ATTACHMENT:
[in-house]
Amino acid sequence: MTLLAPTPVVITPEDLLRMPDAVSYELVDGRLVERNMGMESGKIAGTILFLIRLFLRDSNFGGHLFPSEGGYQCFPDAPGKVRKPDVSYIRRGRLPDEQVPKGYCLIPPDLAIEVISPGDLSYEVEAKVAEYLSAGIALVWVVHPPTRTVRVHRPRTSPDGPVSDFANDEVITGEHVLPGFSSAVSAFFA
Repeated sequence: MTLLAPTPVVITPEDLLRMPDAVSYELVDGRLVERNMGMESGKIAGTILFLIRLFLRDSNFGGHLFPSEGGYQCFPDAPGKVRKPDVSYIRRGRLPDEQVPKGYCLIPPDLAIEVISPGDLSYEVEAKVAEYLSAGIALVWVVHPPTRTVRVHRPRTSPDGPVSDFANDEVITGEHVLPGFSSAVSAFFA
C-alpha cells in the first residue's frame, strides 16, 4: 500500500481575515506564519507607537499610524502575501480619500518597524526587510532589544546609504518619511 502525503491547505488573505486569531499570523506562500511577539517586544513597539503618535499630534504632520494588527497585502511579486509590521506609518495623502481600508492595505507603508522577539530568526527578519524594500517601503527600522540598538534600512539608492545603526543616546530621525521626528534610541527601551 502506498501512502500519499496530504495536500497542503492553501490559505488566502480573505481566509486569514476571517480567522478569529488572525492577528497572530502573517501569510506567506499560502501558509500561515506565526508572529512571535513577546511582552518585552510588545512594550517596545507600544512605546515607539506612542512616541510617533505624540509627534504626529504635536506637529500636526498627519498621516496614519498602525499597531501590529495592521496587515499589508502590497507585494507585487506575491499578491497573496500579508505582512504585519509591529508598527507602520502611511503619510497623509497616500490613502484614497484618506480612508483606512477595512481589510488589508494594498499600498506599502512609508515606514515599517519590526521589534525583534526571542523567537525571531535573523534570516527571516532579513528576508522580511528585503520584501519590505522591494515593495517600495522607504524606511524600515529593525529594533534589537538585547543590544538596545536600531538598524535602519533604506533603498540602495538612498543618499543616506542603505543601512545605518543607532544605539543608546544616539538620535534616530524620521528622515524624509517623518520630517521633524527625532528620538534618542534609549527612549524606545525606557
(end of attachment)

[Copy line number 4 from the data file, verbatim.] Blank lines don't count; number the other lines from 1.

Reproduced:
C-alpha cells in the first residue's frame, strides 16, 4: 500500500481575515506564519507607537499610524502575501480619500518597524526587510532589544546609504518619511 502525503491547505488573505486569531499570523506562500511577539517586544513597539503618535499630534504632520494588527497585502511579486509590521506609518495623502481600508492595505507603508522577539530568526527578519524594500517601503527600522540598538534600512539608492545603526543616546530621525521626528534610541527601551 502506498501512502500519499496530504495536500497542503492553501490559505488566502480573505481566509486569514476571517480567522478569529488572525492577528497572530502573517501569510506567506499560502501558509500561515506565526508572529512571535513577546511582552518585552510588545512594550517596545507600544512605546515607539506612542512616541510617533505624540509627534504626529504635536506637529500636526498627519498621516496614519498602525499597531501590529495592521496587515499589508502590497507585494507585487506575491499578491497573496500579508505582512504585519509591529508598527507602520502611511503619510497623509497616500490613502484614497484618506480612508483606512477595512481589510488589508494594498499600498506599502512609508515606514515599517519590526521589534525583534526571542523567537525571531535573523534570516527571516532579513528576508522580511528585503520584501519590505522591494515593495517600495522607504524606511524600515529593525529594533534589537538585547543590544538596545536600531538598524535602519533604506533603498540602495538612498543618499543616506542603505543601512545605518543607532544605539543608546544616539538620535534616530524620521528622515524624509517623518520630517521633524527625532528620538534618542534609549527612549524606545525606557